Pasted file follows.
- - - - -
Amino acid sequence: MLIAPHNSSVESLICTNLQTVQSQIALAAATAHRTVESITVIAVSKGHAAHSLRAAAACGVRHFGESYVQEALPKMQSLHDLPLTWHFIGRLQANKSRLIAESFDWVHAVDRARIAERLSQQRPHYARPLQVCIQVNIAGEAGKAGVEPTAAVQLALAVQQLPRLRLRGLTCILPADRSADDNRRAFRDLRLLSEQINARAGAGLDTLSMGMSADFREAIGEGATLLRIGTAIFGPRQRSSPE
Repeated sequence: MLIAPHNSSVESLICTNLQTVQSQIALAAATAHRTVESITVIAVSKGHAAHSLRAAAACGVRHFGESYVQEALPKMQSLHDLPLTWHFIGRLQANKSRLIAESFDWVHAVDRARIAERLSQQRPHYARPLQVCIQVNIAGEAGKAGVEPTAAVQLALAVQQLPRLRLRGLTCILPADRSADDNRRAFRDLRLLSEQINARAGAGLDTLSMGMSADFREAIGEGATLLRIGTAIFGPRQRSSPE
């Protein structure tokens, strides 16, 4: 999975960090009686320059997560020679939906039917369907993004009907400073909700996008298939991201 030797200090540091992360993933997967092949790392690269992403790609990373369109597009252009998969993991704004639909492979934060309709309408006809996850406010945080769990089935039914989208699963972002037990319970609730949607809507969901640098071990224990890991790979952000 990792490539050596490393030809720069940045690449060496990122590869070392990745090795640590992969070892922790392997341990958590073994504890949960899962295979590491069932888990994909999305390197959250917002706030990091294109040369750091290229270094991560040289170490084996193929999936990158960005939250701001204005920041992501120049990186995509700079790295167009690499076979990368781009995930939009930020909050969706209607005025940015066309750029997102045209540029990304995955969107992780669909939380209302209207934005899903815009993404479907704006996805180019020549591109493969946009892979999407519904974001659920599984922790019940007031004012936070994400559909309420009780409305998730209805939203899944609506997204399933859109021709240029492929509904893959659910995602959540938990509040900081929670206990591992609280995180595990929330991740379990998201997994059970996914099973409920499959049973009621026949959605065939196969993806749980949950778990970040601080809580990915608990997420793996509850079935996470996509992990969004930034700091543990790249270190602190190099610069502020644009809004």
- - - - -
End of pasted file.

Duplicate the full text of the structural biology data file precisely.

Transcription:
Amino acid sequence: MLIAPHNSSVESLICTNLQTVQSQIALAAATAHRTVESITVIAVSKGHAAHSLRAAAACGVRHFGESYVQEALPKMQSLHDLPLTWHFIGRLQANKSRLIAESFDWVHAVDRARIAERLSQQRPHYARPLQVCIQVNIAGEAGKAGVEPTAAVQLALAVQQLPRLRLRGLTCILPADRSADDNRRAFRDLRLLSEQINARAGAGLDTLSMGMSADFREAIGEGATLLRIGTAIFGPRQRSSPE
Repeated sequence: MLIAPHNSSVESLICTNLQTVQSQIALAAATAHRTVESITVIAVSKGHAAHSLRAAAACGVRHFGESYVQEALPKMQSLHDLPLTWHFIGRLQANKSRLIAESFDWVHAVDRARIAERLSQQRPHYARPLQVCIQVNIAGEAGKAGVEPTAAVQLALAVQQLPRLRLRGLTCILPADRSADDNRRAFRDLRLLSEQINARAGAGLDTLSMGMSADFREAIGEGATLLRIGTAIFGPRQRSSPE
């Protein structure tokens, strides 16, 4: 999975960090009686320059997560020679939906039917369907993004009907400073909700996008298939991201 030797200090540091992360993933997967092949790392690269992403790609990373369109597009252009998969993991704004639909492979934060309709309408006809996850406010945080769990089935039914989208699963972002037990319970609730949607809507969901640098071990224990890991790979952000 990792490539050596490393030809720069940045690449060496990122590869070392990745090795640590992969070892922790392997341990958590073994504890949960899962295979590491069932888990994909999305390197959250917002706030990091294109040369750091290229270094991560040289170490084996193929999936990158960005939250701001204005920041992501120049990186995509700079790295167009690499076979990368781009995930939009930020909050969706209607005025940015066309750029997102045209540029990304995955969107992780669909939380209302209207934005899903815009993404479907704006996805180019020549591109493969946009892979999407519904974001659920599984922790019940007031004012936070994400559909309420009780409305998730209805939203899944609506997204399933859109021709240029492929509904893959659910995602959540938990509040900081929670206990591992609280995180595990929330991740379990998201997994059970996914099973409920499959049973009621026949959605065939196969993806749980949950778990970040601080809580990915608990997420793996509850079935996470996509992990969004930034700091543990790249270190602190190099610069502020644009809004």